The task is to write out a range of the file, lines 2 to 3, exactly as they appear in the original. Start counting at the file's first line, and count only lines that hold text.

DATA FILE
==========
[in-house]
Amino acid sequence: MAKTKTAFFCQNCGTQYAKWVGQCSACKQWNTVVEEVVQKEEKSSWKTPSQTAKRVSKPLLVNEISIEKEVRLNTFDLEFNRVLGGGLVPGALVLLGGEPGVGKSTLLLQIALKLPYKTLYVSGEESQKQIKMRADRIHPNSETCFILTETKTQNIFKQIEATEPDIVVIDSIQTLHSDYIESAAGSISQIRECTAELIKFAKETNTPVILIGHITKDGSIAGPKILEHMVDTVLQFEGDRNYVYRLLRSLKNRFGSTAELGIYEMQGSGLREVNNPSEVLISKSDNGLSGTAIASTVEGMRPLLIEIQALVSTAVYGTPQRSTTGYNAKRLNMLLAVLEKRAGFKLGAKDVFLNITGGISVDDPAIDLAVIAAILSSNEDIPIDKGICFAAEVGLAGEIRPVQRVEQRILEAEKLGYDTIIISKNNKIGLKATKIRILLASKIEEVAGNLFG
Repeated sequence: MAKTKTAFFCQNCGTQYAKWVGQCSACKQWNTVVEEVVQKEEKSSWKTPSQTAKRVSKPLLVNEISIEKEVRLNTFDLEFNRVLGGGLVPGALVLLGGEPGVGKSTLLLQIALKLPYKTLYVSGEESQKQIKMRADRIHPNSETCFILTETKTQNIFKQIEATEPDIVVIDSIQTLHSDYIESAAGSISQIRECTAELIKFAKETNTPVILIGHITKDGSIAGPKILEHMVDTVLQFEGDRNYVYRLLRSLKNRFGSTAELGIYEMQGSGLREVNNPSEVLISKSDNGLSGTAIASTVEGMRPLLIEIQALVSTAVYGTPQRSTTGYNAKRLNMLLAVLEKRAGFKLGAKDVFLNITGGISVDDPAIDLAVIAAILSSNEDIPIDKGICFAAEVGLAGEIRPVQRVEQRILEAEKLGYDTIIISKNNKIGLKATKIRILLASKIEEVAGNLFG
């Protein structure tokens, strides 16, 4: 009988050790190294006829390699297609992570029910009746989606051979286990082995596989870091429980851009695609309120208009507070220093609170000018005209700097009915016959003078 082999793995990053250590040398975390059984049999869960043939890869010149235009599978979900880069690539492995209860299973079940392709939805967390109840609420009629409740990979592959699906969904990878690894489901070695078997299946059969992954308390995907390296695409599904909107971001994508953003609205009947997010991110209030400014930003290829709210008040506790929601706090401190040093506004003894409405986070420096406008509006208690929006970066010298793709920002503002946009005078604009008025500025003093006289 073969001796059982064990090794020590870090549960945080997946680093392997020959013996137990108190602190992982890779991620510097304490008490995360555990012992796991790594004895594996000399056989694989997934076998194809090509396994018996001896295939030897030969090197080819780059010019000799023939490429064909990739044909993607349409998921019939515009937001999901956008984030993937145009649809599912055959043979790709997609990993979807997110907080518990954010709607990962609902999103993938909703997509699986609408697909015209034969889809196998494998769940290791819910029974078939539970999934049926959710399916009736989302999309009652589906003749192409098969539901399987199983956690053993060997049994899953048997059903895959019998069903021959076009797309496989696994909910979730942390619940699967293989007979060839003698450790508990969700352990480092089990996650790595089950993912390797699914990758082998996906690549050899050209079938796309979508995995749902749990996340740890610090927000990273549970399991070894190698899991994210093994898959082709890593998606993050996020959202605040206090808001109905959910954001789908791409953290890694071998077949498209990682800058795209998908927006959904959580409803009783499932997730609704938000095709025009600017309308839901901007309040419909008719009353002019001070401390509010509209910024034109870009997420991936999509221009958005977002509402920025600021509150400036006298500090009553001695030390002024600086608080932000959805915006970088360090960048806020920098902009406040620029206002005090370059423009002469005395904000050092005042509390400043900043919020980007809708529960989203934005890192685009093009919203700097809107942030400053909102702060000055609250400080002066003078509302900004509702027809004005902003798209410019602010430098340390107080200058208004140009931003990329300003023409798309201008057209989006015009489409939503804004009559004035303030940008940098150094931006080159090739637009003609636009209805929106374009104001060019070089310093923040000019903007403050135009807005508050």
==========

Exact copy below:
Amino acid sequence: MAKTKTAFFCQNCGTQYAKWVGQCSACKQWNTVVEEVVQKEEKSSWKTPSQTAKRVSKPLLVNEISIEKEVRLNTFDLEFNRVLGGGLVPGALVLLGGEPGVGKSTLLLQIALKLPYKTLYVSGEESQKQIKMRADRIHPNSETCFILTETKTQNIFKQIEATEPDIVVIDSIQTLHSDYIESAAGSISQIRECTAELIKFAKETNTPVILIGHITKDGSIAGPKILEHMVDTVLQFEGDRNYVYRLLRSLKNRFGSTAELGIYEMQGSGLREVNNPSEVLISKSDNGLSGTAIASTVEGMRPLLIEIQALVSTAVYGTPQRSTTGYNAKRLNMLLAVLEKRAGFKLGAKDVFLNITGGISVDDPAIDLAVIAAILSSNEDIPIDKGICFAAEVGLAGEIRPVQRVEQRILEAEKLGYDTIIISKNNKIGLKATKIRILLASKIEEVAGNLFG
Repeated sequence: MAKTKTAFFCQNCGTQYAKWVGQCSACKQWNTVVEEVVQKEEKSSWKTPSQTAKRVSKPLLVNEISIEKEVRLNTFDLEFNRVLGGGLVPGALVLLGGEPGVGKSTLLLQIALKLPYKTLYVSGEESQKQIKMRADRIHPNSETCFILTETKTQNIFKQIEATEPDIVVIDSIQTLHSDYIESAAGSISQIRECTAELIKFAKETNTPVILIGHITKDGSIAGPKILEHMVDTVLQFEGDRNYVYRLLRSLKNRFGSTAELGIYEMQGSGLREVNNPSEVLISKSDNGLSGTAIASTVEGMRPLLIEIQALVSTAVYGTPQRSTTGYNAKRLNMLLAVLEKRAGFKLGAKDVFLNITGGISVDDPAIDLAVIAAILSSNEDIPIDKGICFAAEVGLAGEIRPVQRVEQRILEAEKLGYDTIIISKNNKIGLKATKIRILLASKIEEVAGNLFG